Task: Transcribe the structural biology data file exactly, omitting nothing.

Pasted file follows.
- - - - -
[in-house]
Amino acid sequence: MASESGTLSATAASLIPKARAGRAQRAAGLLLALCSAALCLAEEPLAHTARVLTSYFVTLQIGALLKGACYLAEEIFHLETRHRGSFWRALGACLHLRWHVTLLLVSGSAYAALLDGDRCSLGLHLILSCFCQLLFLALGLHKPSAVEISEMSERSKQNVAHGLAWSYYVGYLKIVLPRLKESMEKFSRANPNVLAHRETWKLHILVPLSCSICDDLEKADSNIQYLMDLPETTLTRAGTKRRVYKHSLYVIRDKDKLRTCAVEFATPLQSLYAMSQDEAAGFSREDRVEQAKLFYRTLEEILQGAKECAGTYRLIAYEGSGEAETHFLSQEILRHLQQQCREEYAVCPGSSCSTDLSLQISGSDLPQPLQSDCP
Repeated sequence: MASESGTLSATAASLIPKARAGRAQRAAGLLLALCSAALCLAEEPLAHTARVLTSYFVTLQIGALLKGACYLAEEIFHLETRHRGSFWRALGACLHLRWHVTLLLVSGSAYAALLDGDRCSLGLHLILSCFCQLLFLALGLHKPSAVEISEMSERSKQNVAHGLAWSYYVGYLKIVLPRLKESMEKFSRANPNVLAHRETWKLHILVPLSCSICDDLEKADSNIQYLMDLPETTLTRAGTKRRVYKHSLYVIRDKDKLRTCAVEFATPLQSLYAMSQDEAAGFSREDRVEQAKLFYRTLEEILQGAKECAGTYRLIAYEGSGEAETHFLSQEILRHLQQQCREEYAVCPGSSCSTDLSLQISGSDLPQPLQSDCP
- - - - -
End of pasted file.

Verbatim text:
[in-house]
Amino acid sequence: MASESGTLSATAASLIPKARAGRAQRAAGLLLALCSAALCLAEEPLAHTARVLTSYFVTLQIGALLKGACYLAEEIFHLETRHRGSFWRALGACLHLRWHVTLLLVSGSAYAALLDGDRCSLGLHLILSCFCQLLFLALGLHKPSAVEISEMSERSKQNVAHGLAWSYYVGYLKIVLPRLKESMEKFSRANPNVLAHRETWKLHILVPLSCSICDDLEKADSNIQYLMDLPETTLTRAGTKRRVYKHSLYVIRDKDKLRTCAVEFATPLQSLYAMSQDEAAGFSREDRVEQAKLFYRTLEEILQGAKECAGTYRLIAYEGSGEAETHFLSQEILRHLQQQCREEYAVCPGSSCSTDLSLQISGSDLPQPLQSDCP
Repeated sequence: MASESGTLSATAASLIPKARAGRAQRAAGLLLALCSAALCLAEEPLAHTARVLTSYFVTLQIGALLKGACYLAEEIFHLETRHRGSFWRALGACLHLRWHVTLLLVSGSAYAALLDGDRCSLGLHLILSCFCQLLFLALGLHKPSAVEISEMSERSKQNVAHGLAWSYYVGYLKIVLPRLKESMEKFSRANPNVLAHRETWKLHILVPLSCSICDDLEKADSNIQYLMDLPETTLTRAGTKRRVYKHSLYVIRDKDKLRTCAVEFATPLQSLYAMSQDEAAGFSREDRVEQAKLFYRTLEEILQGAKECAGTYRLIAYEGSGEAETHFLSQEILRHLQQQCREEYAVCPGSSCSTDLSLQISGSDLPQPLQSDCP